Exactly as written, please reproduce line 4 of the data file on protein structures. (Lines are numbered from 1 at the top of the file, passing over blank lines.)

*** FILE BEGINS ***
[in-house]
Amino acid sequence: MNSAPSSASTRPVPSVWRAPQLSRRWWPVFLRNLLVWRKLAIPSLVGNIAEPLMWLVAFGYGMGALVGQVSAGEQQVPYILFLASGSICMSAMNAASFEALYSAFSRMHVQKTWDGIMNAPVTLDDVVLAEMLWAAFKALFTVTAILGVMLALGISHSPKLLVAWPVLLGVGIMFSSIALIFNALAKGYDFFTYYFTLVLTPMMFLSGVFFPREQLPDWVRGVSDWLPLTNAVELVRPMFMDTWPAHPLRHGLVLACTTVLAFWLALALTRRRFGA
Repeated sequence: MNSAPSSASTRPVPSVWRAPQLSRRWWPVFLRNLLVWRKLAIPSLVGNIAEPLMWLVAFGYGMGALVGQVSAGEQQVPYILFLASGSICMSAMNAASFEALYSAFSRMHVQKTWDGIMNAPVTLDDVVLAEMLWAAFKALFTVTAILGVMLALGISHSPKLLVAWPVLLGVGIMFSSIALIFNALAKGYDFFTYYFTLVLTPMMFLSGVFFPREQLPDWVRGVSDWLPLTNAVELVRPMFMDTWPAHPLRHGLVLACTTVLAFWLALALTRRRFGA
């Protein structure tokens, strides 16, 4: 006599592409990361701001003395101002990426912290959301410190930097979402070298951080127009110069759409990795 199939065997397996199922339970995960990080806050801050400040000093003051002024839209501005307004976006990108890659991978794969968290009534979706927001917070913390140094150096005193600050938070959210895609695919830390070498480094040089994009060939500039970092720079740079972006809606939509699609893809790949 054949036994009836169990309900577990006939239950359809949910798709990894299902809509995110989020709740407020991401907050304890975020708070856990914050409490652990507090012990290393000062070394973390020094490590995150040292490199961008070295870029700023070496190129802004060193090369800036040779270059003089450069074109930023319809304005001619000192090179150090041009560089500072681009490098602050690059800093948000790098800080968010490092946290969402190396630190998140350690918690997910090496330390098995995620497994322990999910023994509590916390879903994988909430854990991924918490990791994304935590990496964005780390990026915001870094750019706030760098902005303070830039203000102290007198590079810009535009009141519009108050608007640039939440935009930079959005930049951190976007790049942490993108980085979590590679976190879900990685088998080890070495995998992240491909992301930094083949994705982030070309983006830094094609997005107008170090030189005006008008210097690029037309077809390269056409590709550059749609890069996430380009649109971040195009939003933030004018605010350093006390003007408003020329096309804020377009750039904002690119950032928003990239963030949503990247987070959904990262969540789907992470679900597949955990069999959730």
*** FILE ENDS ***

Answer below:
């Protein structure tokens, strides 16, 4: 006599592409990361701001003395101002990426912290959301410190930097979402070298951080127009110069759409990795 199939065997397996199922339970995960990080806050801050400040000093003051002024839209501005307004976006990108890659991978794969968290009534979706927001917070913390140094150096005193600050938070959210895609695919830390070498480094040089994009060939500039970092720079740079972006809606939509699609893809790949 054949036994009836169990309900577990006939239950359809949910798709990894299902809509995110989020709740407020991401907050304890975020708070856990914050409490652990507090012990290393000062070394973390020094490590995150040292490199961008070295870029700023070496190129802004060193090369800036040779270059003089450069074109930023319809304005001619000192090179150090041009560089500072681009490098602050690059800093948000790098800080968010490092946290969402190396630190998140350690918690997910090496330390098995995620497994322990999910023994509590916390879903994988909430854990991924918490990791994304935590990496964005780390990026915001870094750019706030760098902005303070830039203000102290007198590079810009535009009141519009108050608007640039939440935009930079959005930049951190976007790049942490993108980085979590590679976190879900990685088998080890070495995998992240491909992301930094083949994705982030070309983006830094094609997005107008170090030189005006008008210097690029037309077809390269056409590709550059749609890069996430380009649109971040195009939003933030004018605010350093006390003007408003020329096309804020377009750039904002690119950032928003990239963030949503990247987070959904990262969540789907992470679900597949955990069999959730």